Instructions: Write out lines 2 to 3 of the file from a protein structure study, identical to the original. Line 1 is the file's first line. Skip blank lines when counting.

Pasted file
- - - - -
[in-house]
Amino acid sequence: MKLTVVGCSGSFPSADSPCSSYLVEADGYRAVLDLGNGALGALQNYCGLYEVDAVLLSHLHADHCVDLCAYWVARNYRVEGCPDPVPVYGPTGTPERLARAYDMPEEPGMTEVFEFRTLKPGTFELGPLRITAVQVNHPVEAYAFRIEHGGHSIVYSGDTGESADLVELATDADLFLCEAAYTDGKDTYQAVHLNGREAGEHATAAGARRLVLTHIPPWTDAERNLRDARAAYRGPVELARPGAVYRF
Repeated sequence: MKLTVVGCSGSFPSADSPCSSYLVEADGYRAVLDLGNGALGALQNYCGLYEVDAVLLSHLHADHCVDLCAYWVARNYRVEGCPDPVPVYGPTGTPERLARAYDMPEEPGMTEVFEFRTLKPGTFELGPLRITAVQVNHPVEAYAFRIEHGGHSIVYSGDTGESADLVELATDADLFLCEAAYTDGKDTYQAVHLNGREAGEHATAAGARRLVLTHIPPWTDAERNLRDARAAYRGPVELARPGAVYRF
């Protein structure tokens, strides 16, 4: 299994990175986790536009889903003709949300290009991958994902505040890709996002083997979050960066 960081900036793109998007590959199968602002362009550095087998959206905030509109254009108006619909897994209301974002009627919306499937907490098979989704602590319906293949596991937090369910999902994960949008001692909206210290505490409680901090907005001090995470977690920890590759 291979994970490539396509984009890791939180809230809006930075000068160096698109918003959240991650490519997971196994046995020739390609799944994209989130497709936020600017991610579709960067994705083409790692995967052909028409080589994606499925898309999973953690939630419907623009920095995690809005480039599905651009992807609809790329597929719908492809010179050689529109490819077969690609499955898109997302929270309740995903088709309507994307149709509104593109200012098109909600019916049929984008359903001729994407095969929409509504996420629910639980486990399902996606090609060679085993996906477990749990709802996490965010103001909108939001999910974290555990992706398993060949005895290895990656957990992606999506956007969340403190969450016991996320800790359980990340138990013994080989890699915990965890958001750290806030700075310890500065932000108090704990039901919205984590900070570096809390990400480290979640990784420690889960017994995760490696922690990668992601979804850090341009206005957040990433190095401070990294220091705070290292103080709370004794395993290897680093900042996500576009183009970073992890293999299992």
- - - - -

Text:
Amino acid sequence: MKLTVVGCSGSFPSADSPCSSYLVEADGYRAVLDLGNGALGALQNYCGLYEVDAVLLSHLHADHCVDLCAYWVARNYRVEGCPDPVPVYGPTGTPERLARAYDMPEEPGMTEVFEFRTLKPGTFELGPLRITAVQVNHPVEAYAFRIEHGGHSIVYSGDTGESADLVELATDADLFLCEAAYTDGKDTYQAVHLNGREAGEHATAAGARRLVLTHIPPWTDAERNLRDARAAYRGPVELARPGAVYRF
Repeated sequence: MKLTVVGCSGSFPSADSPCSSYLVEADGYRAVLDLGNGALGALQNYCGLYEVDAVLLSHLHADHCVDLCAYWVARNYRVEGCPDPVPVYGPTGTPERLARAYDMPEEPGMTEVFEFRTLKPGTFELGPLRITAVQVNHPVEAYAFRIEHGGHSIVYSGDTGESADLVELATDADLFLCEAAYTDGKDTYQAVHLNGREAGEHATAAGARRLVLTHIPPWTDAERNLRDARAAYRGPVELARPGAVYRF